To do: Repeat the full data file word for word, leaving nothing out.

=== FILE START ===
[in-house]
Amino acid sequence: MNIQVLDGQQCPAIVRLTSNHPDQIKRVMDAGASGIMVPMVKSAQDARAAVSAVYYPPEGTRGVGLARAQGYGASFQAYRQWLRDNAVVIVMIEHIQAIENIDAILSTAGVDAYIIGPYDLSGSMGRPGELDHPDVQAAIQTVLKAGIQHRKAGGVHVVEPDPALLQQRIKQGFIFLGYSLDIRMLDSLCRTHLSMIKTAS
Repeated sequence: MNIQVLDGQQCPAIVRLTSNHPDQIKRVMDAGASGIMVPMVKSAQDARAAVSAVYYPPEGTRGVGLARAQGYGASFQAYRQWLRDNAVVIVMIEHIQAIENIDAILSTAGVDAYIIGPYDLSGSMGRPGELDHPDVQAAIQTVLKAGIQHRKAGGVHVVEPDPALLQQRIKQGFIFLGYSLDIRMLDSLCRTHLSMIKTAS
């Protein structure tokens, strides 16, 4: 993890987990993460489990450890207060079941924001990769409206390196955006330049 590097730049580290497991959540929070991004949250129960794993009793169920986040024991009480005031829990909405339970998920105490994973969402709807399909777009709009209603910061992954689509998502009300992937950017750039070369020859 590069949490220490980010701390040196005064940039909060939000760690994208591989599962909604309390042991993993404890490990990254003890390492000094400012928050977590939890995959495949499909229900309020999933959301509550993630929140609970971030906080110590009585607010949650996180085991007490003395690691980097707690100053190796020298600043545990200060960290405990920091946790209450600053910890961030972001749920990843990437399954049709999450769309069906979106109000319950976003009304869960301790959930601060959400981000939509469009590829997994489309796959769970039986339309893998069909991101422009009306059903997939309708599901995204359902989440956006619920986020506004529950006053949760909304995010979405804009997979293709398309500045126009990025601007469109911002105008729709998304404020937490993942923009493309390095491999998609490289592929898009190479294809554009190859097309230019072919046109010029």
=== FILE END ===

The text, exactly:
[in-house]
Amino acid sequence: MNIQVLDGQQCPAIVRLTSNHPDQIKRVMDAGASGIMVPMVKSAQDARAAVSAVYYPPEGTRGVGLARAQGYGASFQAYRQWLRDNAVVIVMIEHIQAIENIDAILSTAGVDAYIIGPYDLSGSMGRPGELDHPDVQAAIQTVLKAGIQHRKAGGVHVVEPDPALLQQRIKQGFIFLGYSLDIRMLDSLCRTHLSMIKTAS
Repeated sequence: MNIQVLDGQQCPAIVRLTSNHPDQIKRVMDAGASGIMVPMVKSAQDARAAVSAVYYPPEGTRGVGLARAQGYGASFQAYRQWLRDNAVVIVMIEHIQAIENIDAILSTAGVDAYIIGPYDLSGSMGRPGELDHPDVQAAIQTVLKAGIQHRKAGGVHVVEPDPALLQQRIKQGFIFLGYSLDIRMLDSLCRTHLSMIKTAS
């Protein structure tokens, strides 16, 4: 993890987990993460489990450890207060079941924001990769409206390196955006330049 590097730049580290497991959540929070991004949250129960794993009793169920986040024991009480005031829990909405339970998920105490994973969402709807399909777009709009209603910061992954689509998502009300992937950017750039070369020859 590069949490220490980010701390040196005064940039909060939000760690994208591989599962909604309390042991993993404890490990990254003890390492000094400012928050977590939890995959495949499909229900309020999933959301509550993630929140609970971030906080110590009585607010949650996180085991007490003395690691980097707690100053190796020298600043545990200060960290405990920091946790209450600053910890961030972001749920990843990437399954049709999450769309069906979106109000319950976003009304869960301790959930601060959400981000939509469009590829997994489309796959769970039986339309893998069909991101422009009306059903997939309708599901995204359902989440956006619920986020506004529950006053949760909304995010979405804009997979293709398309500045126009990025601007469109911002105008729709998304404020937490993942923009493309390095491999998609490289592929898009190479294809554009190859097309230019072919046109010029």